Exclusive Distribution

Exclusive distribution is distribution of a product through one wholesaler or retailer in a specific geographical area. The automobile industry provides a good example of exclusive distribution. Though marketers may sacrifice some market coverage with exclusive distribution, they often develop and maintain an image of quality and prestige for the product. In addition, exclusive distribution limits marketing costs since the firm deals with a smaller number of accounts. In exclusive distribution, producers and retailers cooperate closely in decisions concerning advertising and promotion, inventory carried by the retailers, and prices. Exclusive distribution is typically used with products that are high priced, that have considerable service requirements, and when there are a limited number of buyers in any single geographic area. Exclusive distribution allows wholesalers and retailers to recoup the costs associated with long selling processes for each customer and, in some cases, extensive after-sale service. Specialty goods are usually good candidates for this kind of distribution intensity.

 

Channel Conflict

The channel captain or leader, the dominant and controlling member of a distribution channel, must work to resolve conflicts between channel members. Conflicts can be horizontal and vertical.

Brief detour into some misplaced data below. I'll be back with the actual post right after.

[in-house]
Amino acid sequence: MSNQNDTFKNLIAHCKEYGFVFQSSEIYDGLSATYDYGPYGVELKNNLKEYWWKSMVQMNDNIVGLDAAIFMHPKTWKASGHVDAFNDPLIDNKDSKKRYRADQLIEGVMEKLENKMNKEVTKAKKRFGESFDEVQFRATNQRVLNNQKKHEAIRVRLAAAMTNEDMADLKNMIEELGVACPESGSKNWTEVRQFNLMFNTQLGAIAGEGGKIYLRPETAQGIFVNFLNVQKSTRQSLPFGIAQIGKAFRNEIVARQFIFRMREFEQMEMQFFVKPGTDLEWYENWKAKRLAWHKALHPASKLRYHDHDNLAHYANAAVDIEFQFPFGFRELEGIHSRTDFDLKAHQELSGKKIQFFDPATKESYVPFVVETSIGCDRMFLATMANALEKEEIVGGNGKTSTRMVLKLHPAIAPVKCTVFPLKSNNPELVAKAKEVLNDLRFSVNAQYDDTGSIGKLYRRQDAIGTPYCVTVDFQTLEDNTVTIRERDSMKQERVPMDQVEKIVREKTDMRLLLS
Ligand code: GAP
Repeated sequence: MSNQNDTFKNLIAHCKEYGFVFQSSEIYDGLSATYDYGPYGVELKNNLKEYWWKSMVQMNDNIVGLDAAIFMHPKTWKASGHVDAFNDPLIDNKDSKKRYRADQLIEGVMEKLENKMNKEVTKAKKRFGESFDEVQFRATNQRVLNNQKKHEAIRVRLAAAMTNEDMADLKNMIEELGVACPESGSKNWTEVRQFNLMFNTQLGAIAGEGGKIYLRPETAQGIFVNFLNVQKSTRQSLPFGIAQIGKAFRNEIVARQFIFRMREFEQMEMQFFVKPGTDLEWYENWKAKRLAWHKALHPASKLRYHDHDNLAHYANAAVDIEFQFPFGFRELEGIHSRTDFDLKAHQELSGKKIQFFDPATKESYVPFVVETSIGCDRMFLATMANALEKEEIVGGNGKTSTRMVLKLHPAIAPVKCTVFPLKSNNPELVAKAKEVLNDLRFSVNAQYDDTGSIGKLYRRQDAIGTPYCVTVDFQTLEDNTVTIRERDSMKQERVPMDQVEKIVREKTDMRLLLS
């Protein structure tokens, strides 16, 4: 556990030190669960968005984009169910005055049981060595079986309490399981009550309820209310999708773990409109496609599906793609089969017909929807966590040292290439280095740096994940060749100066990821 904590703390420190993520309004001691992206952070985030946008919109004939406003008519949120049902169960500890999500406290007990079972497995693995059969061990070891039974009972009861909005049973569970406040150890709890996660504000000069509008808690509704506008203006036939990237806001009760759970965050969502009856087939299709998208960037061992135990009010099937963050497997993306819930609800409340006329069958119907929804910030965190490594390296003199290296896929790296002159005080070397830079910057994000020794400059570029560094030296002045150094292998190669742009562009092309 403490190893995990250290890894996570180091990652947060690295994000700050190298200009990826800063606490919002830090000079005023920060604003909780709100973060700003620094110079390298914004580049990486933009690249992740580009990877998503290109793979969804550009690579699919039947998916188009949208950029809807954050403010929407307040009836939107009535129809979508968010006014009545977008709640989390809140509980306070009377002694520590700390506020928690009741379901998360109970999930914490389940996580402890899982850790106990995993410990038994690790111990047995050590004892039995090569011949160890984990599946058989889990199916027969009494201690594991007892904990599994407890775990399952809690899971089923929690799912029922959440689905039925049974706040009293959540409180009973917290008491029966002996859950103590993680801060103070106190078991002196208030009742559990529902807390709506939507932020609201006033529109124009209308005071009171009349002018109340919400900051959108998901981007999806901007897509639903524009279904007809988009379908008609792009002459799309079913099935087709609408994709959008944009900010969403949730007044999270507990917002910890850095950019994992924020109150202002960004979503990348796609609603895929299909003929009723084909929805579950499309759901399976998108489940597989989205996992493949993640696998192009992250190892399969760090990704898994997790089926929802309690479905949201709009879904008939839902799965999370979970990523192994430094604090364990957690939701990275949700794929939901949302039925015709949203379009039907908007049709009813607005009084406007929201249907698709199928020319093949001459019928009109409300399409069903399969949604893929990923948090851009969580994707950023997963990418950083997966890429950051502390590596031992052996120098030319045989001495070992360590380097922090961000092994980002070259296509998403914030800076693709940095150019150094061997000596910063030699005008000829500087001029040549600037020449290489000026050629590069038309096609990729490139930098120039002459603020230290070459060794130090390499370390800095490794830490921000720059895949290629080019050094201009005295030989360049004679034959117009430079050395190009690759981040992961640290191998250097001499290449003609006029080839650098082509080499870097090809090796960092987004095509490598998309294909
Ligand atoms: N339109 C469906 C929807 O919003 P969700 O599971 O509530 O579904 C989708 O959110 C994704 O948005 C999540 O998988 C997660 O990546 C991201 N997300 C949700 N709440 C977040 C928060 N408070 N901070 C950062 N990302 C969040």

Horizontal & Vertical Conflict

Horizontal conflict occurs among firms at the same level of the channel (i.e. between two retailers). Vertical conflict is conflict between different levels of the same channel (i.e. between a wholesaler and a retailer). Some conflict in the channel takes the form of healthy competition. Severe or prolonged conflict, however, can disrupt channel effectiveness and cause lasting harm to channel relationships.

 

Vertical Marketing Systems

A vertical marketing system (VMS) is a distribution channel structure in which producers, wholesalers, and retailers act as a unified system. One channel member owns the others, has contracts with them, or has so much power that they all cooperate. A conventional distribution channel consists of one or more independent producers, wholesalers, and retailers. A vertical marketing system, on the other hand, provides a way to resolve the channel conflict that can occur in a conventional distribution channel where channel members are separate businesses seeking to maximize their own profits—even at the expense sometimes of the system as a whole. The VMS can be dominated by the producer, wholesaler, or retailer. There are three major types of vertical marketing systems: corporate, contractual, and administered.